NOTE: I’m directing a four-day seminar on the Civil War and Reconstruction from June 28 through July 1. If you know anyone who is a middle or secondary school teacher (or a graduate student in education or history), please have them contact me to register for the program.
James Loewen and Ed Sebesta are co-editors of “The Confederate and
Neo-Confederate Reader: The ‘Great Truth’ About the ‘Lost Cause.'” The
“Great Truth” is a phrase from Confederate Vice-President Alexander H.
Stephen’s speech where he explains the great trught that the Confederacy
is founded upon is white supremacy. The “Lost Cause” is the mythology of
the Civil War, slavery and the Confederacy promoted by neo-Confederates
after the Civil War.
We have primary documents from the Constitutional Convention to the 21st
century documenting that the Confederacy was about white supremacy and
slavery and neo-Confederacy is about white supremacy.
The University Press of Mississippi doesn’t have it on its web page but
it is available at www.amazon.com and other book seller websites for
Additionally, we have a website www.confederatepastpresent.org in which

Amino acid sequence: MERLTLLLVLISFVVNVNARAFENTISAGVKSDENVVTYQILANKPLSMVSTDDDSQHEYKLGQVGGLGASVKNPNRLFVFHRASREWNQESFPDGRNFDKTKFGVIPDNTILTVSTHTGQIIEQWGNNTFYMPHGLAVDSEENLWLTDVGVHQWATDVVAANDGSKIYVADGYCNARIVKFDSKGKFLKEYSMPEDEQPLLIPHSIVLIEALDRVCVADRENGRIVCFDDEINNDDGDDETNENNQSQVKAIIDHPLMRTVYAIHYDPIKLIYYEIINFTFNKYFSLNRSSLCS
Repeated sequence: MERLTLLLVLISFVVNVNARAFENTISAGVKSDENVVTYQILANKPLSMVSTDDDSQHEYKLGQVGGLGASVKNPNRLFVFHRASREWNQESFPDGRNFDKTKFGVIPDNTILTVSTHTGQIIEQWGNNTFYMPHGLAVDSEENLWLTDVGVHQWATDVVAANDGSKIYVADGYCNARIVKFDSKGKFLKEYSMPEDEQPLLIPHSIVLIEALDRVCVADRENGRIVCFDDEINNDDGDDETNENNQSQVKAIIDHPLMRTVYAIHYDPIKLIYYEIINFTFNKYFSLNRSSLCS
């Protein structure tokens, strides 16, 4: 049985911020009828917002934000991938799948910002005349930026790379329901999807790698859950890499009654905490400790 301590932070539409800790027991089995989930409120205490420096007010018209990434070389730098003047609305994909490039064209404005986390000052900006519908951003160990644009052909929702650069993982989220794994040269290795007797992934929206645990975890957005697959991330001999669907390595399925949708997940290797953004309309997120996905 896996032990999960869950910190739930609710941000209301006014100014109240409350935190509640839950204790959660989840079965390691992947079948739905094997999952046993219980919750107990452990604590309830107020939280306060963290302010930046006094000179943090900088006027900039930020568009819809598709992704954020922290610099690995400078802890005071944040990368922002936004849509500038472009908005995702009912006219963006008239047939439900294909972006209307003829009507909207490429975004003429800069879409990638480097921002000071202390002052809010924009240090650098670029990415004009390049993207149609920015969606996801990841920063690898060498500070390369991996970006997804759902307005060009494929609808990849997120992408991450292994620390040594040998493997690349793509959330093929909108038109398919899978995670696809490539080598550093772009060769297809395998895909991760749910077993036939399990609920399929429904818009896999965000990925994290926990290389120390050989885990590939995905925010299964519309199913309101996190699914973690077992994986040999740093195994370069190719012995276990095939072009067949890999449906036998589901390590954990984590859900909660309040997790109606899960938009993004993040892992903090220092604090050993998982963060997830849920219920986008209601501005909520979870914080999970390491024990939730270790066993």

we are adding additional material that we didn’t have room for in the
book. It is in progress.
From the University Press of Mississippi catalog, page 4.
“Most Americans hold basic misconceptions about the Confederacy, the
Civil War, and the actions of subsequent neo-Confederates. For example,
two-thirds of Americans – including most history teachers – think the
Confederate States seceded for “states’ rights.” This error persists
because most have never read the key documents about the Confederacy.
The 150th anniversary of secession and civil war provides a moment for
all Americans to read these documents, properly set in context by
award-winning sociologist and historian James W. Loewen and coeditor
Edward H. Sebesta, to put in perspective the mythology of the Old South.
When South Carolina seceded, it published “Declaration of the Immediate
Causes Which Induce and Justify the Secession of South Carolina from the
Federal Union.” The document actually opposes states’ rights. Its
authors argue that Northern states were ignoring the rights of slave
owners as identified by Congress and in the Constitution. Similarly,
Mississippi’s “Declaration of the Immediate Causes …” says, “Our
positon is thoroughly identified with the institution of slavery – the
greatest material interest of the world.”
Later documents in this collection show how neo-Confederates obfuscated
this truth, starting around 1890. The evidence also points to the
centrality of race in neo-Confederate thought even today and to the
continuing importance of neo-Confederate ideas in American political life.”